LAGUNA HILLS — Children in the exclusive Nellie Gail subdivision dubbed Jim and Effie Cardiges' home "The Castle" for its domed, octagonal turret.
Business associates who socialized with the couple agreed that the $760,000 house, with its extra-wide hallways and carpeted, air-conditioned garage, was indeed palatial.
The home and the couple's refined tastes--he wore gold Rolex watches and $1,000 suits, she appreciated fine jewelry, both drove expensive cars--seemed to be in keeping with Jim Cardiges' position as a high-ranking executive at Torrance-based American Honda Motor Co.
Neighbors described the family as warm, gentle people. Cardiges' business associates described him as a regular churchgoer at St. Paul's Greek Orthodox Church in Irvine, where he'd recently served as chairman of an important fund-raiser.
So friends and neighbors were stunned when federal agents arrested Cardiges at his home March 11 and charged him with taking an estimated $5 million in kickbacks and bribes in return for awarding Honda franchises to dealers across the country.
Cardiges and his family have declined to comment. But his attorney, Philip Israels, said Cardiges fully expects to "prevail in court."
Federal investigators allege that the scheming was fueled by the law of supply and demand. As customers clamored for Honda and Acura automobiles in the 1980s, the economic value of those car dealerships skyrocketed.
As early as 1992, there were signs that Cardiges' situation might be more complicated than it appeared. He surprised acquaintances and business associates by abruptly resigning from American Honda, where he had been the top executive in the U.S. sales division.
Cardiges, now 48, told associates then that he wanted more time to look after his personal businesses, including J. Car Consultants & Development, which he ran from an office in his home. Cardiges also spent considerable time--and as much as $1 million of his own money, according to court documents--on Worldwide Dyve Inc., a small company in Corona that made sportswear.
"His premise was that he'd resigned, which we all found very surprising," said an Orange County businessman who socialized with Cardiges in the early 1990s. "It was unusual because someone of his age resigned so suddenly."
Speculation among auto industry insiders about Cardiges was fueled in late 1992 when disgruntled Honda dealers in New Hampshire testified in federal court that company executives tilted the dealer selection process and car allocations to favor franchisees who paid bribes.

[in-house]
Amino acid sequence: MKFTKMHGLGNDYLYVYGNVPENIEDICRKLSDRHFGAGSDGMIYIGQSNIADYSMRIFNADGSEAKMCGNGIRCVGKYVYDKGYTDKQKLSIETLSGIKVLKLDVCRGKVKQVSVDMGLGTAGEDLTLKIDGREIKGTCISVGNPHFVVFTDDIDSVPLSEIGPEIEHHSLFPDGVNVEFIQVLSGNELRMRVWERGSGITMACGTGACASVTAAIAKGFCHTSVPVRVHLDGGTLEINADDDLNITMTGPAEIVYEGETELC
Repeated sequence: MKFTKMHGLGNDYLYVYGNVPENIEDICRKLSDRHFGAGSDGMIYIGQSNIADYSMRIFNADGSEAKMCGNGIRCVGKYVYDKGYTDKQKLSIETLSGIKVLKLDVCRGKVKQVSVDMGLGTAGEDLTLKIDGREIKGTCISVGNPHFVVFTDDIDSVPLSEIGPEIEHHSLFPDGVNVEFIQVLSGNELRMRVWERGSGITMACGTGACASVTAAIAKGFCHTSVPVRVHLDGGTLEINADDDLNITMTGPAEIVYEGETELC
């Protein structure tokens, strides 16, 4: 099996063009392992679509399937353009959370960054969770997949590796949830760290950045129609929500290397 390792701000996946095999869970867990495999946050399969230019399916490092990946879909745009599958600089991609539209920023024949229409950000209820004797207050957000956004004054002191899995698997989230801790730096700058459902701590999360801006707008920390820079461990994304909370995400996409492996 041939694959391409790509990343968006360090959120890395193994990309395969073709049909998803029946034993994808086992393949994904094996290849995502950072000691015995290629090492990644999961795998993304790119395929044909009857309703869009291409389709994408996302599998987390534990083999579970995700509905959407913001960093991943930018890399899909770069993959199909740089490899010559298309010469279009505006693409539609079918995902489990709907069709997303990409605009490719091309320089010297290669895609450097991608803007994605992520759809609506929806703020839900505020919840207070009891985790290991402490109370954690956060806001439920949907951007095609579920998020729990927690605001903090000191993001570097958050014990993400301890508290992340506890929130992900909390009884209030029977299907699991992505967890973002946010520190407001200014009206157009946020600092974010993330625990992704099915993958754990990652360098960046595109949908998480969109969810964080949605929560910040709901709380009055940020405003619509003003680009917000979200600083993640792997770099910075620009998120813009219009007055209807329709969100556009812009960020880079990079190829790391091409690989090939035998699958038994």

In early 1993, Cardiges' successor in the Honda sales division acknowledged in an interview that "a small number of people have tarnished us." And in June, a Detroit automobile-industry trade magazine reported that the FBI intended to question Cardiges.
Former Honda executives who pleaded guilty in recent months to related fraud charges told investigators that Cardiges logged various illegal payments in a black, leather-bound notebook, according to an affidavit filed by prosecutors in U.S. District Court in Santa Ana. The document says one former executive asserted that Cardiges kept $150,000 hidden in a brown paper bag in an unoccupied condominium.
The former executives also told investigators that Cardiges--whose annual salary at Honda was never more than $143,892--accepted automobiles for his children and niece from Honda dealers in Virginia and New York. Investigators allege that Cardiges accepted bribes and kickbacks, including a new Mercedes Benz and a $20,000 baby grand piano.
He allegedly ordered one car dealer to buy $24,000 worth of furniture for him at high-end retailers, such as Glabman's Furniture in Costa Mesa. According to court filings, investigators were told that another dealer footed the bill for a Hong Kong shopping spree where Jim and Effie Cardiges purchased expensive vases for their home.
FBI agents confiscated some of the furnishings after searching the house for evidence on the night they arrested Cardiges, who is free on $200,000 bail and scheduled to appear in federal court in Concord, N.H., by March 31 to enter a plea.
Former Cardiges associates say they were shocked by the arrest and the allegations that subsequently came to light.
Among them is Al Hornsby, vice president of the Professional Assn. of Diving Instructors, a Santa Ana-based group that licensed Worldwide Dyve to manufacture sportswear in 1991. PADI contracted with Worldwide Dyve in large part because of Cardiges' reputation as "an important executive at Honda," Hornsby said.
The agreement was profitable for PADI and Worldwide, Hornsby said, but Cardiges opted not to renew the licensing agreement late last year.
Instead, Cardiges called real estate broker Larry Null, who had helped Worldwide Dyve find office space in Corona, for advice about "shutting the business down," Null said.